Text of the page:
Pride in Your Ride: Motorcycle Photography by Steve Isaacs

We asked photographer Steve Isaacs, featured on pages 22-23 in our December issue, to tell us about his studio design and the setup behind his motorcycle portrait photography.

By Steve Isaacs

We’ve put together a very effective lighting and backdrop setup, which you see here, for our in-studio motorcycle photography. 

isaacsstudio_overhead.jpeg

To get an idea of scale the back studio wall is 24 feet across and the white roll-up flooring is 12 feet wide by 24 feet long. I set this at an angle in the studio because the concrete floor is not level. In this position the floor is fairly level, making it easier to stand the panels and not have large gaps at the bottom of a panel where it sits on the floor. I had a problem with the foam core bending if left standing for very long, so I taped 1-inch PVC pipe to the back side of the foam core. Those are the white ribs you see against the black side of the panels. This kept the panels light weight, making setup and teardown easy, even with one person. The canvas you see on the floor and under the table provides a surface to roll the bike in and not leave tire tracks everywhere.

The motorcycle studio setup uses an 18-foot truss to suspend three Paul C. Buff Einstein flash heads in soft boxes overhead to provide the main lighting. The reverse side of a 12x24-foot linoleum floor, painted white, serves as the floor and can be rolled up for transport. Foam core is suspended at each side using simple backdrop stands and bars to create 12-foot false walls at each side with angled panels at the front to reflect more light to the side of the motorcycle. We drape black cloth over the setup to black out anything overhead that would otherwise be reflected off the motorcycle.

isaacsstudio_rearview.jpeg 

When I don’t have a motorcycle in studio, I use this gray stool with a 10-foot PVC pipe as stand-in to set exposure and the flash settings. I can check shadows and adjust the light for a usable (maskable) separation from the white background.

It's the combination of all of these white surfaces that produce the even lighting at the side of the motorcycle. The overhead soft boxes create the highlights that accent the curves of the tank and fenders. The back wall is also made of foam core suspended on backdrop stands, making a 16-foot false wall. Additional flash heads at each side and pointed toward the back wall illuminate the wall to create a complete white background when desired. Two more flash heads located at the front of the setup add depth and highlights when creating portraits with the motorcycles. We use Paul C. Buff heads because I can control them using a remote mounted on the camera. This saves considerable effort when adjusting the intensity of the overhead flash heads.

isaacsstudio_frontview.jpeg 

We use two cameras during the session. One camera is mounted on a tripod some 40 feet from the motorcycle and at a low angle (18 inches) for the profile images and stays on the tripod. This is tethered to a laptop computer using a USB interface. We use the second camera hand-held to capture closeup detail images and for the portrait images. An Eye-Fi card in the second camera wirelessly transmits the images to the laptop where the client can view the images as they are being captured. Adobe Photoshop Lightroom is configured to automatically import from a watched folder, which simplifies workflow later and shows the images as they are captured.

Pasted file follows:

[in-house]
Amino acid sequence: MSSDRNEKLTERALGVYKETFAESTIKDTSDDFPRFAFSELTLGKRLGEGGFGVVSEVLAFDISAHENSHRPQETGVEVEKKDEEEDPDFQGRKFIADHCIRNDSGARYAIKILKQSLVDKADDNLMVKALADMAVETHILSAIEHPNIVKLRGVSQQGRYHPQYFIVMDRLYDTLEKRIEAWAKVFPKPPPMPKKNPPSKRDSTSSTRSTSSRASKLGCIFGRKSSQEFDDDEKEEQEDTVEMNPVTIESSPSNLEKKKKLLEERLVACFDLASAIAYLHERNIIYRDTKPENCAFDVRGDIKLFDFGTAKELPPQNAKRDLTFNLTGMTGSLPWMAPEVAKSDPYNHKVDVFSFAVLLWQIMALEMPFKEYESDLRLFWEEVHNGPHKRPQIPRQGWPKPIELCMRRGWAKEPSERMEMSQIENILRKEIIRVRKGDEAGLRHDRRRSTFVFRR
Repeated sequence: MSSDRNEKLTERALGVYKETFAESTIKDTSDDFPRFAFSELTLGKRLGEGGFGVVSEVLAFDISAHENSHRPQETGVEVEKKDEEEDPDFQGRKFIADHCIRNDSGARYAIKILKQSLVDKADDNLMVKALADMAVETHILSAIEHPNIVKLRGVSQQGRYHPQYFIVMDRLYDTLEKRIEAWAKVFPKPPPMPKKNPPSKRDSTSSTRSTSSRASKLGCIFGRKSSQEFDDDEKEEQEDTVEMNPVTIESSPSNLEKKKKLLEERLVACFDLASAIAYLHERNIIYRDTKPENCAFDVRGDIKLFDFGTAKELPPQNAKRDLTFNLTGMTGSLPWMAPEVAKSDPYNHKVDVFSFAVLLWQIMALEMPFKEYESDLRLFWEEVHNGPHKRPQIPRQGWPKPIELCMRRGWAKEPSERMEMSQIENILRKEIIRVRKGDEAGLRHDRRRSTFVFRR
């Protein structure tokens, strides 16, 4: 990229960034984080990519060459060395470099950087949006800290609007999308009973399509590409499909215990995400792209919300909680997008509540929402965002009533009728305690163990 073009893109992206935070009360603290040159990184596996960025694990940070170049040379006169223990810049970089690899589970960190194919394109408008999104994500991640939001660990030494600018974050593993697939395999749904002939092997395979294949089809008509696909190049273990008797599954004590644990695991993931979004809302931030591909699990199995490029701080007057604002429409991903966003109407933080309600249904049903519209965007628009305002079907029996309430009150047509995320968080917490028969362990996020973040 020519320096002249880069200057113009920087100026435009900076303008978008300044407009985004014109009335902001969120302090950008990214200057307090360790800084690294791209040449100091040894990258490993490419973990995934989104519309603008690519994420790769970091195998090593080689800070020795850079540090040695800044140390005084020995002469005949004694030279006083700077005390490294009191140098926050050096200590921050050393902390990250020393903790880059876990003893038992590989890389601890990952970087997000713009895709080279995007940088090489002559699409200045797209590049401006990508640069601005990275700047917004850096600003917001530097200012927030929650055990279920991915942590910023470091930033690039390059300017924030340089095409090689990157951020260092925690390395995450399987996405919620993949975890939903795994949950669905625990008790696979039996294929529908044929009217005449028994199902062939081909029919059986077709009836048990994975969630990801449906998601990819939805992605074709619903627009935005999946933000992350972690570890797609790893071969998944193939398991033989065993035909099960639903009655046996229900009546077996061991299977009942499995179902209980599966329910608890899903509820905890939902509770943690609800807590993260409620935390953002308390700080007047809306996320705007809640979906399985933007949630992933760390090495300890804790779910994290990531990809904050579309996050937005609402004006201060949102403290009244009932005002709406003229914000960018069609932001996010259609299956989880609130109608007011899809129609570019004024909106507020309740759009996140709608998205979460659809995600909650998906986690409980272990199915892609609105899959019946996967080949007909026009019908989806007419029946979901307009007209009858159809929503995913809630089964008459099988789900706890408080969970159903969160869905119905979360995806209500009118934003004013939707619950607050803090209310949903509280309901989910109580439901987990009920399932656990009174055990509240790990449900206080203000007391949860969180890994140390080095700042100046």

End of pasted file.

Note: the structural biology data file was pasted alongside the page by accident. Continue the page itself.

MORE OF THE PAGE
isaacsstudio_tether.jpeg 

Having the client immediately see the images live during the session has helped tremendously to produce the images the client wants. Though some photographers don’t like the client to see the images before they're finaled, I find the immediate feedback very important. I liken it to a jazz musician playing to a live audience. I do have to educate the client a bit so that the he or she understands the images are only the starting point for the final result. I don't want skewed expectations to confuse the session. 

After capturing the images I spend time in Photoshop to create the composites, which become the final images. This is where my work is distinct from others’.

celtic_bike.jpg

©Steve Isaacs Photography

This finished family portrait shows the type of composite we’re known for. The bike owner didn't want to have his picture taken, so he had his bike stand in. That’s the family crest in the corner. A local airbrush artist created the Celtic theme, and the bike was built by a local custom house, the culmination of a four-year labor of love. The owner wanted me to photograph the bike before he started the engine for the first time, and the family portrait was impromptu on the spot. 

The image above was taken using the prototype portable indoor setup. All of the parts are there and can be loaded into a trailer to be transported to different indoor locations.

This studio setup is one commonly used for advertising and magazine photography. I’d like to construct a slightly larger version of this setup to use with automobiles at some point. With the addition of flash heads with snoots for depth is working quite well for product photography (see below).

isaacs_productshot.jpeg

Steve Isaacs Photography hopes to unveil a portable version of this studio at the 2014 Inland Northwest Motorcycle Show with a goal of one hour for setup and one hour for teardown. We considered designing a setup that we could use outdoors, but we’ve tabled that idea due to of concerns about wind and rain along with dust control, which would require a tent and additional flooring, making the setup significantly more expensive and difficult to transport and set up.

 

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This page contains a single entry from the blog posted on December 12, 2013 10:52 AM.

The previous post in this blog was December 2013 Issue.

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